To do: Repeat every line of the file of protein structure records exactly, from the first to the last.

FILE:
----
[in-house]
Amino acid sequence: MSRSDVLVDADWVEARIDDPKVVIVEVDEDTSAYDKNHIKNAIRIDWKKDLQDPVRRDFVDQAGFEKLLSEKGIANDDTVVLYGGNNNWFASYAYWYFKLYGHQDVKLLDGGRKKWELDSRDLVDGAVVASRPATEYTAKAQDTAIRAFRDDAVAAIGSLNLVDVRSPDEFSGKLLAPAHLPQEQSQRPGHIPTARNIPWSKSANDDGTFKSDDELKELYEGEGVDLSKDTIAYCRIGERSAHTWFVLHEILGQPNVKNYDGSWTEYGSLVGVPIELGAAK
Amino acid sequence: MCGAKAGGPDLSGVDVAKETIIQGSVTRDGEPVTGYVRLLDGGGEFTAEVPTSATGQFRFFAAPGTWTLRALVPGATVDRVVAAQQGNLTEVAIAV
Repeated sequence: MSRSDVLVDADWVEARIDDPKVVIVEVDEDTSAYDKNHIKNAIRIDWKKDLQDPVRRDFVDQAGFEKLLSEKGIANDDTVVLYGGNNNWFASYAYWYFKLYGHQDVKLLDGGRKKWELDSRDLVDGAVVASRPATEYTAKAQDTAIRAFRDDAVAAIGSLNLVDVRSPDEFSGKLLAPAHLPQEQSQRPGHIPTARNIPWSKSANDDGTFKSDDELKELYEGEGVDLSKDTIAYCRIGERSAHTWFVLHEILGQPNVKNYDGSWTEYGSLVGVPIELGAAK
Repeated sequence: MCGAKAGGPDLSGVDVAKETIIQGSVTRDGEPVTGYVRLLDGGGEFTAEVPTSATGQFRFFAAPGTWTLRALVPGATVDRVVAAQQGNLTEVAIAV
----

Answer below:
[in-house]
Amino acid sequence: MSRSDVLVDADWVEARIDDPKVVIVEVDEDTSAYDKNHIKNAIRIDWKKDLQDPVRRDFVDQAGFEKLLSEKGIANDDTVVLYGGNNNWFASYAYWYFKLYGHQDVKLLDGGRKKWELDSRDLVDGAVVASRPATEYTAKAQDTAIRAFRDDAVAAIGSLNLVDVRSPDEFSGKLLAPAHLPQEQSQRPGHIPTARNIPWSKSANDDGTFKSDDELKELYEGEGVDLSKDTIAYCRIGERSAHTWFVLHEILGQPNVKNYDGSWTEYGSLVGVPIELGAAK
Amino acid sequence: MCGAKAGGPDLSGVDVAKETIIQGSVTRDGEPVTGYVRLLDGGGEFTAEVPTSATGQFRFFAAPGTWTLRALVPGATVDRVVAAQQGNLTEVAIAV
Repeated sequence: MSRSDVLVDADWVEARIDDPKVVIVEVDEDTSAYDKNHIKNAIRIDWKKDLQDPVRRDFVDQAGFEKLLSEKGIANDDTVVLYGGNNNWFASYAYWYFKLYGHQDVKLLDGGRKKWELDSRDLVDGAVVASRPATEYTAKAQDTAIRAFRDDAVAAIGSLNLVDVRSPDEFSGKLLAPAHLPQEQSQRPGHIPTARNIPWSKSANDDGTFKSDDELKELYEGEGVDLSKDTIAYCRIGERSAHTWFVLHEILGQPNVKNYDGSWTEYGSLVGVPIELGAAK
Repeated sequence: MCGAKAGGPDLSGVDVAKETIIQGSVTRDGEPVTGYVRLLDGGGEFTAEVPTSATGQFRFFAAPGTWTLRALVPGATVDRVVAAQQGNLTEVAIAV